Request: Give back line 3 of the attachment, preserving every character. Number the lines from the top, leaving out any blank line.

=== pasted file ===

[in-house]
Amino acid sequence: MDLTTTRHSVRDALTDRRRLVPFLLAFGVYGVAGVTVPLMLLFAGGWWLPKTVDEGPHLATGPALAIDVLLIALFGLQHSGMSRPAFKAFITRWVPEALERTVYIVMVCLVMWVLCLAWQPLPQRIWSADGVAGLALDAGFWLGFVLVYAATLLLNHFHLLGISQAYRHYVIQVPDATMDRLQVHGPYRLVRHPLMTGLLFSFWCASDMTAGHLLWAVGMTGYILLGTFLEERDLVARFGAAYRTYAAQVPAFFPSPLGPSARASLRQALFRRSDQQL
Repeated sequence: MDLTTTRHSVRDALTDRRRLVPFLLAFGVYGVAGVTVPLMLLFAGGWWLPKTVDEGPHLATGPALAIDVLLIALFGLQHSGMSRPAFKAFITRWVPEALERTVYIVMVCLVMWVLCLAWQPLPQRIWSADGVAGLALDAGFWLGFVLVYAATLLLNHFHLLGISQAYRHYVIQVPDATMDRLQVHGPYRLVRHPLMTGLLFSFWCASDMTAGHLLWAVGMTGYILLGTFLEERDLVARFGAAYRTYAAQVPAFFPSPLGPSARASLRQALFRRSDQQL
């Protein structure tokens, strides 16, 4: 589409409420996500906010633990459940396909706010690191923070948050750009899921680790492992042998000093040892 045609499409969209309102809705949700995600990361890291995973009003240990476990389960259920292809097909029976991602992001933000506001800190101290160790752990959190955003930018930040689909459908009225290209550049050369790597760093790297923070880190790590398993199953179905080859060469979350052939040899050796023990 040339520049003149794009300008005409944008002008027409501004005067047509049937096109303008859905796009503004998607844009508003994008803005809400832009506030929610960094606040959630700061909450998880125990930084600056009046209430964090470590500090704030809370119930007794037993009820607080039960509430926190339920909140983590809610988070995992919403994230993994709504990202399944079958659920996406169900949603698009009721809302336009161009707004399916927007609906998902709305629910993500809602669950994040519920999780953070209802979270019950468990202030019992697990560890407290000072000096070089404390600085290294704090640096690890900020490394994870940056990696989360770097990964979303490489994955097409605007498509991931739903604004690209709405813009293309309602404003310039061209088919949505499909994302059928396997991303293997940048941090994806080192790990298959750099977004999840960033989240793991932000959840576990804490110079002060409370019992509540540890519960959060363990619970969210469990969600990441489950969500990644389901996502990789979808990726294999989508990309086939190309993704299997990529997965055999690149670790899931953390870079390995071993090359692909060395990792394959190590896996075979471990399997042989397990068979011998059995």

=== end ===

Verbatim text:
Repeated sequence: MDLTTTRHSVRDALTDRRRLVPFLLAFGVYGVAGVTVPLMLLFAGGWWLPKTVDEGPHLATGPALAIDVLLIALFGLQHSGMSRPAFKAFITRWVPEALERTVYIVMVCLVMWVLCLAWQPLPQRIWSADGVAGLALDAGFWLGFVLVYAATLLLNHFHLLGISQAYRHYVIQVPDATMDRLQVHGPYRLVRHPLMTGLLFSFWCASDMTAGHLLWAVGMTGYILLGTFLEERDLVARFGAAYRTYAAQVPAFFPSPLGPSARASLRQALFRRSDQQL